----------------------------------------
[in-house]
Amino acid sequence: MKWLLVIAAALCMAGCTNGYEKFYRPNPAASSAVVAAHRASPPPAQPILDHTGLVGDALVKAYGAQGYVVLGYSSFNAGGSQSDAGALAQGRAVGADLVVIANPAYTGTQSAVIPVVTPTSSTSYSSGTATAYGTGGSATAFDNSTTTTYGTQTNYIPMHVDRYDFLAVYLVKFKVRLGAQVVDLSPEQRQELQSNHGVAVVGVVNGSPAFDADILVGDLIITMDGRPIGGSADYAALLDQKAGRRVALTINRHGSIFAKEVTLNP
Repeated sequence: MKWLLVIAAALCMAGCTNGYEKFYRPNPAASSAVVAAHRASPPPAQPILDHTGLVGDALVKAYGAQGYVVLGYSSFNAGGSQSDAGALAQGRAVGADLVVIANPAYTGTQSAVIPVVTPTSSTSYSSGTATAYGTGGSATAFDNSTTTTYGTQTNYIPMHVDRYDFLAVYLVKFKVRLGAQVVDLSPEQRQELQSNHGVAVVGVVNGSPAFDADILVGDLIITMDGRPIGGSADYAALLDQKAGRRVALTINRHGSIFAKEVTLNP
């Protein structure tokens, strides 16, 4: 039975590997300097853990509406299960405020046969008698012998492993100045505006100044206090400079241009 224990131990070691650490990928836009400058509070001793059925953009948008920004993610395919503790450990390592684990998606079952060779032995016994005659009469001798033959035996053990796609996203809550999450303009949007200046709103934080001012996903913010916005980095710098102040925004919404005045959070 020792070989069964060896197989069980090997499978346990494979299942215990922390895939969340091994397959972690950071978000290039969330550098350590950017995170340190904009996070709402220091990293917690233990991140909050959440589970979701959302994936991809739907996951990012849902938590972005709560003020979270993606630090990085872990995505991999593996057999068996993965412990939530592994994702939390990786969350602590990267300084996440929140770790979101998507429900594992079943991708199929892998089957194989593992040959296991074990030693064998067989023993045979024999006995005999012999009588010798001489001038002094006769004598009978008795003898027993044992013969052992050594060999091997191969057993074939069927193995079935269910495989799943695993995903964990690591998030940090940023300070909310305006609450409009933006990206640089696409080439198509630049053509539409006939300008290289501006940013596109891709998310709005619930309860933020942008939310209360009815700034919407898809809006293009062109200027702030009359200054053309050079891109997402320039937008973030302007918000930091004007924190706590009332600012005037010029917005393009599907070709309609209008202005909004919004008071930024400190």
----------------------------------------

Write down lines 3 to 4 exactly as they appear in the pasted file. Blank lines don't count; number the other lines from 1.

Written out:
Repeated sequence: MKWLLVIAAALCMAGCTNGYEKFYRPNPAASSAVVAAHRASPPPAQPILDHTGLVGDALVKAYGAQGYVVLGYSSFNAGGSQSDAGALAQGRAVGADLVVIANPAYTGTQSAVIPVVTPTSSTSYSSGTATAYGTGGSATAFDNSTTTTYGTQTNYIPMHVDRYDFLAVYLVKFKVRLGAQVVDLSPEQRQELQSNHGVAVVGVVNGSPAFDADILVGDLIITMDGRPIGGSADYAALLDQKAGRRVALTINRHGSIFAKEVTLNP
């Protein structure tokens, strides 16, 4: 039975590997300097853990509406299960405020046969008698012998492993100045505006100044206090400079241009 224990131990070691650490990928836009400058509070001793059925953009948008920004993610395919503790450990390592684990998606079952060779032995016994005659009469001798033959035996053990796609996203809550999450303009949007200046709103934080001012996903913010916005980095710098102040925004919404005045959070 020792070989069964060896197989069980090997499978346990494979299942215990922390895939969340091994397959972690950071978000290039969330550098350590950017995170340190904009996070709402220091990293917690233990991140909050959440589970979701959302994936991809739907996951990012849902938590972005709560003020979270993606630090990085872990995505991999593996057999068996993965412990939530592994994702939390990786969350602590990267300084996440929140770790979101998507429900594992079943991708199929892998089957194989593992040959296991074990030693064998067989023993045979024999006995005999012999009588010798001489001038002094006769004598009978008795003898027993044992013969052992050594060999091997191969057993074939069927193995079935269910495989799943695993995903964990690591998030940090940023300070909310305006609450409009933006990206640089696409080439198509630049053509539409006939300008290289501006940013596109891709998310709005619930309860933020942008939310209360009815700034919407898809809006293009062109200027702030009359200054053309050079891109997402320039937008973030302007918000930091004007924190706590009332600012005037010029917005393009599907070709309609209008202005909004919004008071930024400190």